MH News July 3, 2019

The largest Hispanic evangelical Christian network has announced plans to assist in welcoming and caring for the thousands of immigrants and refugees crossing the southern boarder of the United States. The campaign, called “For His Children” will coordinate resources and distribution with both the federal government and with other Christian groups who shared their concern. According to NHCLC president Samuel Rodriguez, the effort will include housing and will including housing in church buildings as well as private homes, just as soon as the logistics are worked out with the federal government. This effort is a revamping of an earlier program called Convoy of Hope that dates to 2014. The NHCLC is part of a larger network of Christian groups concerned about the situation, organized under the name Evangelical Immigration Table.


A strong backlash within the United Methodist Church has succeeded in electing progressive representatives to the 2020 General Conference of the Church. A report from the liberal Mainstream UMC shows that 76 percent of annual conferences in the United States passed legislation rejecting the Traditional Plan adopted by the 2019 General Conference in the on-going struggle to deal with gay membership, gay ordination, and gay ordination within the church. Conferences in Oklahoma, Alabama, Kentucky, Western Pennsylvania, and South Georgia resisted this liberal trend and elected conservative representatives. The traditional approach—rejecting gay marriage and ordination—has been led by a national group called the Wesleyan Covenant Association; their delegate support has declined from 35% in 2019 to 26% for 2020. The international branches of the United Methodist Church remain the center of opposition to homosexual inclusion.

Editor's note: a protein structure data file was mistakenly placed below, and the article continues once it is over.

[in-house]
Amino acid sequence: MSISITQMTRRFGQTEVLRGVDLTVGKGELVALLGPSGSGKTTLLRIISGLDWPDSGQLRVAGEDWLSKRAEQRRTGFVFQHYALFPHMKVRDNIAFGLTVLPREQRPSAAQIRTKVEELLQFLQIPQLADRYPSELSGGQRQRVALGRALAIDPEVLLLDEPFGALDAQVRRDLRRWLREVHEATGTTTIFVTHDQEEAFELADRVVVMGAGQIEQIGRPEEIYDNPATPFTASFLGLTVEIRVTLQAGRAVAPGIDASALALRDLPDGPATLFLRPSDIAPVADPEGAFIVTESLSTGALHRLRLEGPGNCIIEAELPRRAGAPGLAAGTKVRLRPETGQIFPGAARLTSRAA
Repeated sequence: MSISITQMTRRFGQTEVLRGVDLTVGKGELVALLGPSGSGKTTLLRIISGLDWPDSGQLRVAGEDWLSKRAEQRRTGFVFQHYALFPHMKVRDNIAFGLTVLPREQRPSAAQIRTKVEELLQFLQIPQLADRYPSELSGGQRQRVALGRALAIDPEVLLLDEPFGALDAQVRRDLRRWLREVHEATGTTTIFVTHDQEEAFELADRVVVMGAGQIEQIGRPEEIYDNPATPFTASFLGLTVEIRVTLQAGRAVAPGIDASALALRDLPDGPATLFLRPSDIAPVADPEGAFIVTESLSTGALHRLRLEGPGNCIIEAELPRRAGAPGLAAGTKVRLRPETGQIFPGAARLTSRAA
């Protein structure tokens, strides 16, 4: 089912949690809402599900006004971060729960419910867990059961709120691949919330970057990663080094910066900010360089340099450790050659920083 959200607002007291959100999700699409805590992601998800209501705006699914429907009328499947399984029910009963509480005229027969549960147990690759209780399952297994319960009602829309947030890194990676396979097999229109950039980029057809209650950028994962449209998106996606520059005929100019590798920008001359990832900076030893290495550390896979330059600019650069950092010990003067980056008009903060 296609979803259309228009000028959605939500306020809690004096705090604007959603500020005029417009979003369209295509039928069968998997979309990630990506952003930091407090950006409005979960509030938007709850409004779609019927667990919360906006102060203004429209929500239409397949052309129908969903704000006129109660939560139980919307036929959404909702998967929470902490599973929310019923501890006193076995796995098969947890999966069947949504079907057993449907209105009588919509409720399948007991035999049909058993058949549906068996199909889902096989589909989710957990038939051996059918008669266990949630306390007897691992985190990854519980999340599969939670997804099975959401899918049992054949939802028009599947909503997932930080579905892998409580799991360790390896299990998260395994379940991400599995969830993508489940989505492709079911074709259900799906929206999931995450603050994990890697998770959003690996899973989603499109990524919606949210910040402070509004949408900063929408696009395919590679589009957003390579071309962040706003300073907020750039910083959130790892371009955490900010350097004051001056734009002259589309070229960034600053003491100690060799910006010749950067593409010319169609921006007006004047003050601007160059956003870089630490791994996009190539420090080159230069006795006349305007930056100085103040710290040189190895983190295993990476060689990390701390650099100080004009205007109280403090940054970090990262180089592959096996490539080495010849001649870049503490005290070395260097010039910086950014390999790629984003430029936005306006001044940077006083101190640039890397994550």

The Pentecostal Church of God, one of the smaller Pentecostal groups in the United State and around the world, has voted to allow women to become bishops in the denomination. The historic vote occurred as the group celebrated its 100th birthday in an event in Dallas, Texas, that drew representatives from 50 of the 67 countries where they are active. Each country has a bishop and all 36 districts in the United States has a bishop. Each district elects its own bishop and this new rule gives the districts permission to elect women as bishops. Women already serve as pastors in the denomination. A larger Pentecostal group, the Assemblies of God, recently elected a woman as general secretary.


Christian theologian and apologist Norman Geisler has died at the age of 86 after a short illness. Geisler was a prolific author, with more than 127 titles to his name, including one scheduled for release next year. He also was one of the writers of the 1978 Chicago Statement on Biblical Inerrancy. He helped found Southern Evangelical Seminary in North Carolina and Veritas International University in California, as well as the International Society of Apologetics. Geisler was born and raised in a non-Christian home in Michigan and received degrees from Wheaton College, William Tyndale College, and Loyola University. He represented the conservative wing of the Evangelical community, especially in its approach to the Bible, commonly called inerrancy. Geisler is survived by his wife, six children, fifteen grandchildren and seven great-grandchildren.